Sport

ESports: Global phenomenon of 148 million enthusiasts

By Henry Young, CNN

Updated 1114 GMT (1914 HKT) May 31, 2016
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Welcome to the world of eSports ... PATRIK STOLLARZ/AFP/AFP/Getty Images
Though alien to many of us, competitive gaming is a worldwide phenomenon. LIONEL BONAVENTURE/AFP/Getty Images
Top video-gamers are household names and many millions more tune in to watch bouts via online streaming network Twitch. LIONEL BONAVENTURE/AFP/Getty Images
In Korea, a "PC Bang" -- where young gamers gather to play and "train" -- can be located on almost every block. Chung Sung-Jun/Getty Images
The 2015 "Call of Duty" European Championships were held at London's Royal Opera House. Rob Stothard/Getty Images
Many fans dress up in outlandish costumes for eSports events. Some wear the replica shirts of their favorite team, just as in conventional sports. G2 Sports founder Carlos "ocelote" Rodriguez tells CNN: "Ten years from now, people will be wearing G2 eSports jerseys." LIONEL BONAVENTURE/AFP/Getty Images
It's not just boys fueling eSports' inexorable rise. In the U.S., 28% of so-called "Esports enthusiasts" -- players who watch multiple times per month -- are female. Here, members of an all-female computer gaming team, "QWER," compete in the "Ladies Battle" League of Legends competition in Seoul in 2016. ED JONES/AFP/Getty Images
Just over half of male enthusiasts are aged between 21-30 -- curiously enough, the ages a sportsman is at his peak. "When I was a kid, I wanted to be a professional footballer player, that was my big goal in life," pro gamer Olof "Olofmeister" Kajbjer tells CNN.
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As computers become ever more prevalent, eSports becomes arguably the world's first intercontinental sport. A kid in the Maldives can initiate a game against a 40-year-old in the snow-capped Russian mountains in a matter of seconds. Rob Stothard/Getty Images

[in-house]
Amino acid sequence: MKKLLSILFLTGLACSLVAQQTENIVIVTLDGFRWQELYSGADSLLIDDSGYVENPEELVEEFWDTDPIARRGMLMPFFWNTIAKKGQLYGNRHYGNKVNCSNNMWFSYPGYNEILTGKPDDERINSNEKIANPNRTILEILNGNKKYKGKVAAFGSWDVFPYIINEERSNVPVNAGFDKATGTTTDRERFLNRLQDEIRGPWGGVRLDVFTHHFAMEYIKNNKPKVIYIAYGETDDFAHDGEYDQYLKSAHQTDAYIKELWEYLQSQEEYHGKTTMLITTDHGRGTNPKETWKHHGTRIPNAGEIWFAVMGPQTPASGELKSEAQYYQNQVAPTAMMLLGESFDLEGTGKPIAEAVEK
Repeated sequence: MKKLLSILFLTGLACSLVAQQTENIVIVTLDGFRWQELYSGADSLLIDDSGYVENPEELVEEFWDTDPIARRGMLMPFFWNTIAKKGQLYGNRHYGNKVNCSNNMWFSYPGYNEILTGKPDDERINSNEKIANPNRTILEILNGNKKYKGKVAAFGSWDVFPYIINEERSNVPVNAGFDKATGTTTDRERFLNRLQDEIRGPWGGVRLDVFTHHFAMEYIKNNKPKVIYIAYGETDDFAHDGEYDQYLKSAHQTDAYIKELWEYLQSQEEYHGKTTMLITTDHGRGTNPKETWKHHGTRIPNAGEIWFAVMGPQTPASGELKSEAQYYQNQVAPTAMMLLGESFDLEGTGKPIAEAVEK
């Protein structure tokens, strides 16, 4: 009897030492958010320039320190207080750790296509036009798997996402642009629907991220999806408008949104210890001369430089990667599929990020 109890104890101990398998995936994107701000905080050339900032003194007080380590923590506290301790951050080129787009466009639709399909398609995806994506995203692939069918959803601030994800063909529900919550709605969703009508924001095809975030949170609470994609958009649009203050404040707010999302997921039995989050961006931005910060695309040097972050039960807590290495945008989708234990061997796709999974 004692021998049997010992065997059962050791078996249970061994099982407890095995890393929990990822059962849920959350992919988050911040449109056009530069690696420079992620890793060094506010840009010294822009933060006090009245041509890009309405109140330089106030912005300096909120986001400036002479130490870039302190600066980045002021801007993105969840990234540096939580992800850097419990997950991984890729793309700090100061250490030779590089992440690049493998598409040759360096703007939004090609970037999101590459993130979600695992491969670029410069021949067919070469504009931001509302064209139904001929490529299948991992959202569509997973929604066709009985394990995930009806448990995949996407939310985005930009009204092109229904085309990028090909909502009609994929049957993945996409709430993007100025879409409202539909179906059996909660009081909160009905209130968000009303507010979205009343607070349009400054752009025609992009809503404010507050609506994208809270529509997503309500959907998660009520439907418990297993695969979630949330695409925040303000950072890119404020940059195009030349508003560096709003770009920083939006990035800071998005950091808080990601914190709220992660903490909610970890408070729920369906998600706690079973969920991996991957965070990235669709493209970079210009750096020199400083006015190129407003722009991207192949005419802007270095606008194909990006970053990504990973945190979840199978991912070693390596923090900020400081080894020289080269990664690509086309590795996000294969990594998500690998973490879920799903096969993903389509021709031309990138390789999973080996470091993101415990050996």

And it's not just games like "Counterstrike," "Starcraft" and "League of Legends" that are taking off. In a curious twist, professional football teams have begun signing pro FIFA gamers. Chung Sung-Jun/Getty Images AsiaPac/Getty Images
Tickets often sell out in a matter of minutes for eSport events. The chants of the gathered crowds are not dissimilar to those heard in football stadiums. LIONEL BONAVENTURE/AFP/Getty Images
But it's the online audience that's making the difference: this year's "League of Legends" championship drew nearly 30 million viewers, in line with the combined viewership of the 2014 MLB and NBA finals. ROBYN BECK/AFP/Getty Images
"When you look at the state of the video games today and how much more processing power they have now compared to when I was playing video games, it really makes a massive difference," Formula E's ex-F1 driver Bruno Senna tells CNN. ROBYN BECK/AFP/Getty Images
Above, eSports players compete in a 2007 Seoul tournament. Fast forward a decade and one U.S. college -- Robert Morris University -- even gives scholarships to video game players, forming the nation's first varsity eSports squad. Chung Sung-Jun/Getty Images
The game is changing. Are eSports here to stay? Have your say on CNN Sport's Facebook page. ROBYN BECK/AFP/Getty Images